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decided: June 21, 1974.


Appeal from judgment of sentence of Court of Common Pleas, Trial Division, of Philadelphia, June T., 1972, No. 638, in case of Commonwealth of Pennsylvania v. Wesley Thomas.


Andrew G. Gay, for appellant.

William P. Boland, with him Mark Sendrow and Steven Goldblatt, Assistant District Attorneys, Abraham J. Gafni, Deputy District Attorney, Richard A. Sprague, First Assistant District Attorney, and F. Emmett Fitzpatrick, District Attorney, for Commonwealth, appellee.

Watkins, P. J., Jacobs, Hoffman, Cercone, Price, Van der Voort, and Spaeth, JJ. Opinion by Cercone, J.

Author: Cercone

[ 229 Pa. Super. Page 117]

The appellant herein, after a jury trial, was found guilty of aggravated assault and battery and assault with intent to kill. In the instant appeal he urges this court to reverse the lower court's denial of his motion for a mistrial after a Commonwealth witness, in an unresponsive answer to a question put by the court, referred to "mugshots" the police showed to him prior to the trial. The facts of the case are as follows.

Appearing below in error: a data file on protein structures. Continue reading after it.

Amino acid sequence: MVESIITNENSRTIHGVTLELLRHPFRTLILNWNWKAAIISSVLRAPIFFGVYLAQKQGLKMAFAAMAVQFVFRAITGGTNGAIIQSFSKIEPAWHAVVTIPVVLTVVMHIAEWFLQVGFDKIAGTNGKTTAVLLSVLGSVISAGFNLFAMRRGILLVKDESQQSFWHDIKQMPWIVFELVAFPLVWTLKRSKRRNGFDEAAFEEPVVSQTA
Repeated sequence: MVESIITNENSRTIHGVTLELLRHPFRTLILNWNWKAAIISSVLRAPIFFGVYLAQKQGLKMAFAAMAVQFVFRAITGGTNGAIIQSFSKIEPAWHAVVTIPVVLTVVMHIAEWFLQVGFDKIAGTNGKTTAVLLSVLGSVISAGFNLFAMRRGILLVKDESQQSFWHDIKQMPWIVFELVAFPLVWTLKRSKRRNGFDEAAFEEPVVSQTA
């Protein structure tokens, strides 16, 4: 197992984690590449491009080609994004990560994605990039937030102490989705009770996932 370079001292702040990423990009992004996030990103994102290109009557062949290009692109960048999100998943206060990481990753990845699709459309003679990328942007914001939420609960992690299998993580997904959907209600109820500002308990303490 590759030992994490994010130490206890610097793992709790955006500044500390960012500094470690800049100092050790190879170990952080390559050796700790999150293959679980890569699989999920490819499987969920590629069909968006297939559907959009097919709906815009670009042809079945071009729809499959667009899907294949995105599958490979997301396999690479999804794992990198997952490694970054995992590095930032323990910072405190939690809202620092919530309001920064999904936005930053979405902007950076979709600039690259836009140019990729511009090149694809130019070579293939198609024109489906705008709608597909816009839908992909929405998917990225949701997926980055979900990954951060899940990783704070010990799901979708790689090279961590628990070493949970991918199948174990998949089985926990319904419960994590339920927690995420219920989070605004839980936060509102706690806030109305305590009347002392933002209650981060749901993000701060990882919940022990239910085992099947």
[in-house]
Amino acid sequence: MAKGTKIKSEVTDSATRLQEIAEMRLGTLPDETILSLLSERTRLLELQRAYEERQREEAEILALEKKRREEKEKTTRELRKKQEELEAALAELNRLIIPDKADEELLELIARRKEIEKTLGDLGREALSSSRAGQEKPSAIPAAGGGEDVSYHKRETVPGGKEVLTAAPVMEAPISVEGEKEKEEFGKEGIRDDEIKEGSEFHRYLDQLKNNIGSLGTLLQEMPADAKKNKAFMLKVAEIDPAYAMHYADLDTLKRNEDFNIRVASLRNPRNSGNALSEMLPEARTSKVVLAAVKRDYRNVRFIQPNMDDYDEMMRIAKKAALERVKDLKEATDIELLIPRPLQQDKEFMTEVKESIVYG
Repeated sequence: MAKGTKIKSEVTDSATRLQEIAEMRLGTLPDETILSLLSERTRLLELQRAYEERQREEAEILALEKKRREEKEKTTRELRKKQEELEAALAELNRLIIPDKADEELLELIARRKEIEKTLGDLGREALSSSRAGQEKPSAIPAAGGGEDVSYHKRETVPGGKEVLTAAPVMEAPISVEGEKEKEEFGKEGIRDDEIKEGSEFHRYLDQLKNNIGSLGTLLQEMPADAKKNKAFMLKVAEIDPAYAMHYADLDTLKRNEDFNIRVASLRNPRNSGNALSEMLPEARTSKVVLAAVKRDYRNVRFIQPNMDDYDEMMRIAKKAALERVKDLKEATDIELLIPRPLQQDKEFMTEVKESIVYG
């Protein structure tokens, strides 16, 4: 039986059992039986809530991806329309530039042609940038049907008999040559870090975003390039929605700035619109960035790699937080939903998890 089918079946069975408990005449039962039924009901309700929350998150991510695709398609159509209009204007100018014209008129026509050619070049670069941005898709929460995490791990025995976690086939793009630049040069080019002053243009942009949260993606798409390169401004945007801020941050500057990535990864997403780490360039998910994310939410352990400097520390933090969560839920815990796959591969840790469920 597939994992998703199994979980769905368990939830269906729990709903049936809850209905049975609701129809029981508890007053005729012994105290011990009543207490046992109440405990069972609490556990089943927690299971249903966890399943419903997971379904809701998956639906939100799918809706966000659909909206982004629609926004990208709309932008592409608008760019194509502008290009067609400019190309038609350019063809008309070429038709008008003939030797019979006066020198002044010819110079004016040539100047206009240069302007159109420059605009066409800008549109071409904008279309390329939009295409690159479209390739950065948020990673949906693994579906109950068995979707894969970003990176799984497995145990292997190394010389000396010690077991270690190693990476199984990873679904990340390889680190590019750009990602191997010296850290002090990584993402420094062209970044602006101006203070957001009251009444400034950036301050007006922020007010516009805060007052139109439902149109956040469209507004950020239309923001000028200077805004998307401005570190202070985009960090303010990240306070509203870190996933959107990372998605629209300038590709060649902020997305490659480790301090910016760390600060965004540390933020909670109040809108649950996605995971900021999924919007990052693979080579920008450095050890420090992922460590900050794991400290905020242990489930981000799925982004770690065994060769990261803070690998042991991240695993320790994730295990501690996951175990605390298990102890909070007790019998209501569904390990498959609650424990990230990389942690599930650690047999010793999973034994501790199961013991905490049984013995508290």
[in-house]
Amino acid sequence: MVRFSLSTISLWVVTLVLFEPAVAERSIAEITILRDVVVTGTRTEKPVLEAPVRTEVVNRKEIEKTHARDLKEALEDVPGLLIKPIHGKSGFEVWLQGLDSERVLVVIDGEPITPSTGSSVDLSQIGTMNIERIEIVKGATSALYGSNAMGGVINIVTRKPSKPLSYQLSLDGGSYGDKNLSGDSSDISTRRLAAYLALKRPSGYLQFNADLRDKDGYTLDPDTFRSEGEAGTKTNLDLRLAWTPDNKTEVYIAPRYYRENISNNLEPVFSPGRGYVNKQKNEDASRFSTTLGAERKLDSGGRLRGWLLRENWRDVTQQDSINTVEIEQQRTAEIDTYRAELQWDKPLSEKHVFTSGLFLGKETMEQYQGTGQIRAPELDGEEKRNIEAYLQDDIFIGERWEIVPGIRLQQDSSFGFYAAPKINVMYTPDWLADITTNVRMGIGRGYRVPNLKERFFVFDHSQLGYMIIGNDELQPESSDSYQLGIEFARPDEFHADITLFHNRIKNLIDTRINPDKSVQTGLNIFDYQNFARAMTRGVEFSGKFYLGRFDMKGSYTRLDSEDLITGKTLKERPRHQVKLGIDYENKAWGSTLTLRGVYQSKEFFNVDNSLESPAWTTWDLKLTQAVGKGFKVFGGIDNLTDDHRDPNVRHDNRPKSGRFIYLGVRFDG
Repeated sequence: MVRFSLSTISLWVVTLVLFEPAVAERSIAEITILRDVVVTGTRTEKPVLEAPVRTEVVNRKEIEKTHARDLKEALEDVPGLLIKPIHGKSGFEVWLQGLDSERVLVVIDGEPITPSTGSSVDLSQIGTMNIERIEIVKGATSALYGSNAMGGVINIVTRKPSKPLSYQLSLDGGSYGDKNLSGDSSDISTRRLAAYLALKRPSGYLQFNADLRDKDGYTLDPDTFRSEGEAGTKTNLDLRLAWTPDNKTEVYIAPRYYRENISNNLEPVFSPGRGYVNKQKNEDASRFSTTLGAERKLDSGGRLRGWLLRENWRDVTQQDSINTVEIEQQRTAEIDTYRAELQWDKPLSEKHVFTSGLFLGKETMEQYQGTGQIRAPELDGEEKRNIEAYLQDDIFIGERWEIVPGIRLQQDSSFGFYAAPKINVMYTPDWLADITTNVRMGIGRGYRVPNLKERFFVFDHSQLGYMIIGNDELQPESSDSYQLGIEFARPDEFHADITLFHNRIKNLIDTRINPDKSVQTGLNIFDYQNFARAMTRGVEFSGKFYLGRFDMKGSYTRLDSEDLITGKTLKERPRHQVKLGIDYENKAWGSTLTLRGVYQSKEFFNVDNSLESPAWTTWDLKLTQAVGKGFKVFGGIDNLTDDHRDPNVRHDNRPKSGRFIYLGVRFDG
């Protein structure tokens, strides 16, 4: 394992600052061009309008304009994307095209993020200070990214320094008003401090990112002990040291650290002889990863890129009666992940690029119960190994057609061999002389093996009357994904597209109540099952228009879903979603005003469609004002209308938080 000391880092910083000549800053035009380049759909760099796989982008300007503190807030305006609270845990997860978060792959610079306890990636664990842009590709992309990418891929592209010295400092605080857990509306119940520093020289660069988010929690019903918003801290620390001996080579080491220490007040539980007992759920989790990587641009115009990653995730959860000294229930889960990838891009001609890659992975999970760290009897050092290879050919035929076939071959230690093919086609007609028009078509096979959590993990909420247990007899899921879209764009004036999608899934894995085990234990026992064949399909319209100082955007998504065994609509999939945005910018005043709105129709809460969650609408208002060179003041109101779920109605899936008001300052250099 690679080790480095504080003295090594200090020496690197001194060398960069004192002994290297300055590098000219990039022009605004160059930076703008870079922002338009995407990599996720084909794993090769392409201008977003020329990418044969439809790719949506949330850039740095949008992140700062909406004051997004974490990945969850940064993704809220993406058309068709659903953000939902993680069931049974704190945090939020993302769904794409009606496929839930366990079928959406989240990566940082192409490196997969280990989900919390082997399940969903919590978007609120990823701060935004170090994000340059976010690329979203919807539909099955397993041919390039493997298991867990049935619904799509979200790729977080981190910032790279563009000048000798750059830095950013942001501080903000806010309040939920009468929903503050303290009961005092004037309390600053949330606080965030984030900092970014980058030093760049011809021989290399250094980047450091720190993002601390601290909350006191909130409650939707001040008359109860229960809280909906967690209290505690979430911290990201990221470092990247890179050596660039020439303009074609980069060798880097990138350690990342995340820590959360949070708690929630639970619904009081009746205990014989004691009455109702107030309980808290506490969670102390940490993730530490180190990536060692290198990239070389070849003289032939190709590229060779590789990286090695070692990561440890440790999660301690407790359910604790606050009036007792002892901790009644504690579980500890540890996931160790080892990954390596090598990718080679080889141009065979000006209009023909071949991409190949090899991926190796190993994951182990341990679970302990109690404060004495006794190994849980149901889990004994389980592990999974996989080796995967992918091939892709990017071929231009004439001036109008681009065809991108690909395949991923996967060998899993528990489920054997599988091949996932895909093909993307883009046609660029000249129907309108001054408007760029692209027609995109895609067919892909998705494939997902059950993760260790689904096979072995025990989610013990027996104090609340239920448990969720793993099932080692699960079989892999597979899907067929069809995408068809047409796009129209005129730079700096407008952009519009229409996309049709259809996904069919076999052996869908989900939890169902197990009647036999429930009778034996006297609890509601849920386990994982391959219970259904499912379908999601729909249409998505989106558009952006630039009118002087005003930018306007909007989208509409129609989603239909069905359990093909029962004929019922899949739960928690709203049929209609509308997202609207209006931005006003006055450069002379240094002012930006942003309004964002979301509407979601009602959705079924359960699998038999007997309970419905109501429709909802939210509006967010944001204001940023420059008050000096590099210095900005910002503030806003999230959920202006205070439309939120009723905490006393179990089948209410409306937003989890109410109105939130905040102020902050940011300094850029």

On Easter Sunday evening in 1972, despite the holiday atmosphere, a heated argument culminating in a fistfight broke out between two teenagers on a Philadelphia street corner. The mother of one of the boys witnessed the scuffle and, in an apparent effort to stop the fight, threw what one witness identified as lye at her son's opponent. At the time the woman was accompanied by the defendant, Wesley Thomas, who was sitting in his car. At this point Thomas alighted from his car and shouted, "We don't have to go through all this stuff." Thomas then took a pistol from his car and began firing at both the fighters and the spectators. Two of the five or six shots that Thomas fired struck two youthful onlookers. One of the boys was shot in the leg, and the other was more seriously wounded in the back.

At trial, the two boys who were shot positively and unshakeably identified Thomas as the man who fired the shots that evening. In addition, the Commonwealth introduced the testimony of a third witness who had not been in the line of fire. That man not only was

[ 229 Pa. Super. Page 118]